## Techno-Logic: ir/rational Redux

A man is trapped in a room with a machine playing a browser game about a man trapped in a room with a machine. The first man, the one who actually exists, then notices that another man wrote about the same game, ir/rational, nearly three years ago. He continues to write about it anyway because it contains nifty logic puzzles, darkly amusing writing from Penumbra scribe Tom Jubert and has been reduxed so hard it looks and sounds brand new. Go try it.

I’m working on a couple of hours sleep here and struggle with correctly ‘visualising’ phrases turned symbol at the best of times so if anyone could explain the final puzzle to me, either by emailing me or in the comments if it can be done without spoiling things for anyone glancing down under, I’d really appreciate it. I don’t just want the solution, I want to understand why my brain refuses to see it.

I kind of want to see how it all ends as well.

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1. Hoaxfish says:

A Machine for Counting Sheep?

2. Fakuow says:

Possibly the only time my philosophy degree will have come in useful.

3. iGark says:

A Machine For Pigs?

4. pakoito says:

Love propositional logic, finished the game quickly :)

5. bglamb says:

Hah, it’s good!

The last one is a bit tricky. It’s hard to know how to help without knowing where you’re stuck. It also cleared the problem when I completed it, and smug little me completed it first time, so I can’t remember the specifics. Here’s some tips though.

When it just gives you a letter, like X, it is saying, X IS TRUE.
X -> Y means, that if X is true then so is Y.
The chain of logic contains all the previous statements, so X and Y will remain true throughout once they have been defined.
When you have equivalence, , it means that if one side is true, then the other side has to be true (and vice versa), so for the last statement you will need to make sure everything balances.

Hope this helps! It’s certainly not the easiest thing to work with if you haven’t come across it before. Symbolic Logic is the boss though!

• bglamb says:

It cut out my equivilance symbol, but it’s the double sided arrow.

• pakoito says:

The last one was the easiest for me, I have done logic in philosophy/AI courses a lot of times. Now, the 9th was tricky.

• Coccyx says:

Erm, I thought I understood it until reading your comment XD Still, I managed to solve the last puzzle in under 10 minutes – I think I may have misunderstood it on a more complicated level and solved it on a basic one. Oh well, it’s easily one of the best browser games I’ve played in a long, long time.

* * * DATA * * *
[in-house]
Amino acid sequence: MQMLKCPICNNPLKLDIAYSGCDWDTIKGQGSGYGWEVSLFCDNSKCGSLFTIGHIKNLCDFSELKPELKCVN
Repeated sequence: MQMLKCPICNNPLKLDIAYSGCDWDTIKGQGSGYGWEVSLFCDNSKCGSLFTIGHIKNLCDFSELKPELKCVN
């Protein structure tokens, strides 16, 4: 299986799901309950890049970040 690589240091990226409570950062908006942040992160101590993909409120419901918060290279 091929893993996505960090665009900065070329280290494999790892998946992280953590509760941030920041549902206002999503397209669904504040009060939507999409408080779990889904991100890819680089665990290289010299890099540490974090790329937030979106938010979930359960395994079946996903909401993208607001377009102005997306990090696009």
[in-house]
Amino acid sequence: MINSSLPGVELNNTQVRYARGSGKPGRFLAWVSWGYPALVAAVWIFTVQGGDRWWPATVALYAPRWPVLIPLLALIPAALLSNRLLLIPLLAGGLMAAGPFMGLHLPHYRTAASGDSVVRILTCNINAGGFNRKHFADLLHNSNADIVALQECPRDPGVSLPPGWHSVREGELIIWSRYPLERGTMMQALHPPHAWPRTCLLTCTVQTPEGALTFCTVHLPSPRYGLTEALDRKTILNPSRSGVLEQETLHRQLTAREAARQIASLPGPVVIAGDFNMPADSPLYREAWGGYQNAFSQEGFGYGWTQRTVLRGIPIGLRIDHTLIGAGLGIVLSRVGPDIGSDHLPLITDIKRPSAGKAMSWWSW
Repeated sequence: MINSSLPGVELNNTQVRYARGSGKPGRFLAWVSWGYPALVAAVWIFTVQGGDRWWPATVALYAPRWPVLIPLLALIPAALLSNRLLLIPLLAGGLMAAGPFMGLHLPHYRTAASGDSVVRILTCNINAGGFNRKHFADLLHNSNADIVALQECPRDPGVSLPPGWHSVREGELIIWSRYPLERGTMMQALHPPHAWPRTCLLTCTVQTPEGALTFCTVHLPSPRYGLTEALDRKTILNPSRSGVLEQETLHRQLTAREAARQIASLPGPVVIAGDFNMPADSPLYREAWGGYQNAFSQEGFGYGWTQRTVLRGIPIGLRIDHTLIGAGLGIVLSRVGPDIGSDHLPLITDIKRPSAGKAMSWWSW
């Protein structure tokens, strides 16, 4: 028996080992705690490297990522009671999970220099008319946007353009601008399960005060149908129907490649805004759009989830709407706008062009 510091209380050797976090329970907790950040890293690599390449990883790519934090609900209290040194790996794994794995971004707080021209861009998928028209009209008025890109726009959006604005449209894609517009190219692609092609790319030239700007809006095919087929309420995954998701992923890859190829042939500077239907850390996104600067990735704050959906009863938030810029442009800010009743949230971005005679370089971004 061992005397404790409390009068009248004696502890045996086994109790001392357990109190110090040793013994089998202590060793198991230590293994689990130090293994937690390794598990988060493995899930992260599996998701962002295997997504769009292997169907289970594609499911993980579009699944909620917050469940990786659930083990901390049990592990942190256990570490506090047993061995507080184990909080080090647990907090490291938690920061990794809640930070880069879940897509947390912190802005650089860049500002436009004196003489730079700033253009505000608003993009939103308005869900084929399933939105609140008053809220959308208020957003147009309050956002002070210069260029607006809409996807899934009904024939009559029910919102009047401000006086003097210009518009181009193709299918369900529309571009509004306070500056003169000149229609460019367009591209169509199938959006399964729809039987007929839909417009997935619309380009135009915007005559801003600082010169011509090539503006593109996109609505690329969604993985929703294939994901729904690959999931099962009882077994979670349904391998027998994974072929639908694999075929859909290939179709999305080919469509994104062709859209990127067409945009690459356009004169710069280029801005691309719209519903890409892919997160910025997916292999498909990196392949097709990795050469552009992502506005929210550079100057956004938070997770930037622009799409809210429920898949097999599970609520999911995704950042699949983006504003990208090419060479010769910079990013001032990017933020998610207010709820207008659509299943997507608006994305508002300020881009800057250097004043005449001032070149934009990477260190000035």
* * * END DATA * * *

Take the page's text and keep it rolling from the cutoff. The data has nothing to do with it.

• I assumed the was just double-sided arrow was two if-then’s with “if [1] then [2]” and “if [2] then [1]”, it still worked out

• emertonom says:

That’s another way of saying the same thing. :)

6. Coccyx says:

The key to the symbols is the box on the right. Literally. They are the rules for the calculations on the left, outside the box, only with different examples. Think of them as explaining + or – signs, or even better, AND or THEREFORE commands. As the game later points out, it’s basically a calculus version of the previous questions.

Also, we briefly interacted when you and I think the designer of Gateway looked over my shoulder at me playing it at Rezzed. Hi!

• Thanks. And hello! I did spend a lot of time watching people play Gateway. It’d make a great spectator sport.

7. Coccyx says:

I was the guy just watching the character endlessly fall through portals, as you do.

Edit: Sorry, GATEWAYS.

8. niuqqe says:

9. Scandalon says:

http://www.tomjubert.com appears to have fallen over. Presumably by being R.P.Shotgunned.

• Skabooga says:

Yeah, down for me as well. RPS wields a +2 cursed sword of distributed denial of service.

• Hmm… site looks fine for me. But yes, sorry, perfectly likely the site would fall over. the blog should be fine though: http://blog.tomjubert.com

(Also includes a walkthrough!)

Glad you guys are enjoying the game. It’s proving a lot less devisive than that old incarnation!

10. phlebas says:

Fun stuff! And the new version appears to have fixed the logic bugs that annoyed a few people in the original.

11. Nevvermore says:

Maybe I solved the last one “wrong”, because I didn’t find it any more difficult than the other ones, but this is how I think it goes: